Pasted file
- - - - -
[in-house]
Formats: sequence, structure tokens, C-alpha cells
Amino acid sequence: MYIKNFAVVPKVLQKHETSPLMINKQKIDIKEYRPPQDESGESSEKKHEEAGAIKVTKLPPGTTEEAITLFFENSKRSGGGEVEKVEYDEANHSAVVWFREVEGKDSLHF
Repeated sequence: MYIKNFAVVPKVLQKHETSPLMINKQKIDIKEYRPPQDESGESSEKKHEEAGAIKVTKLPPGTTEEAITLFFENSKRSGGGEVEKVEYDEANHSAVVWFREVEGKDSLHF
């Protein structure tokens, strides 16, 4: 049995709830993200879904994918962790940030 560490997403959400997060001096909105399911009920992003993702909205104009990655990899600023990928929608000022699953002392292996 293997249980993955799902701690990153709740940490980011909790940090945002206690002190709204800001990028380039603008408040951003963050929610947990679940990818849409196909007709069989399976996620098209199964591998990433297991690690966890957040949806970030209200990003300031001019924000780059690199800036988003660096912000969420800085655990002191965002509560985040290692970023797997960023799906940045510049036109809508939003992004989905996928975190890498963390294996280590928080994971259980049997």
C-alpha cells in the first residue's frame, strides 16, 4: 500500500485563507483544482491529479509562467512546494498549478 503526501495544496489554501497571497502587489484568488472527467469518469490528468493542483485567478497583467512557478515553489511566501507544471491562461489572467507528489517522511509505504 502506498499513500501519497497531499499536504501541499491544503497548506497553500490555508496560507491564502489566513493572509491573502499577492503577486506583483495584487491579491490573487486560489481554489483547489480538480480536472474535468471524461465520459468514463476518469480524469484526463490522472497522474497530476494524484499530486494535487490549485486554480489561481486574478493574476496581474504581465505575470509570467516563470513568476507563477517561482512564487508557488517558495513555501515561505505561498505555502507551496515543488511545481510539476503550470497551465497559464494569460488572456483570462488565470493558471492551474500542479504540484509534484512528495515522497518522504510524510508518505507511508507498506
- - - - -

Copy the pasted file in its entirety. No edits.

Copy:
[in-house]
Formats: sequence, structure tokens, C-alpha cells
Amino acid sequence: MYIKNFAVVPKVLQKHETSPLMINKQKIDIKEYRPPQDESGESSEKKHEEAGAIKVTKLPPGTTEEAITLFFENSKRSGGGEVEKVEYDEANHSAVVWFREVEGKDSLHF
Repeated sequence: MYIKNFAVVPKVLQKHETSPLMINKQKIDIKEYRPPQDESGESSEKKHEEAGAIKVTKLPPGTTEEAITLFFENSKRSGGGEVEKVEYDEANHSAVVWFREVEGKDSLHF
């Protein structure tokens, strides 16, 4: 049995709830993200879904994918962790940030 560490997403959400997060001096909105399911009920992003993702909205104009990655990899600023990928929608000022699953002392292996 293997249980993955799902701690990153709740940490980011909790940090945002206690002190709204800001990028380039603008408040951003963050929610947990679940990818849409196909007709069989399976996620098209199964591998990433297991690690966890957040949806970030209200990003300031001019924000780059690199800036988003660096912000969420800085655990002191965002509560985040290692970023797997960023799906940045510049036109809508939003992004989905996928975190890498963390294996280590928080994971259980049997």
C-alpha cells in the first residue's frame, strides 16, 4: 500500500485563507483544482491529479509562467512546494498549478 503526501495544496489554501497571497502587489484568488472527467469518469490528468493542483485567478497583467512557478515553489511566501507544471491562461489572467507528489517522511509505504 502506498499513500501519497497531499499536504501541499491544503497548506497553500490555508496560507491564502489566513493572509491573502499577492503577486506583483495584487491579491490573487486560489481554489483547489480538480480536472474535468471524461465520459468514463476518469480524469484526463490522472497522474497530476494524484499530486494535487490549485486554480489561481486574478493574476496581474504581465505575470509570467516563470513568476507563477517561482512564487508557488517558495513555501515561505505561498505555502507551496515543488511545481510539476503550470497551465497559464494569460488572456483570462488565470493558471492551474500542479504540484509534484512528495515522497518522504510524510508518505507511508507498506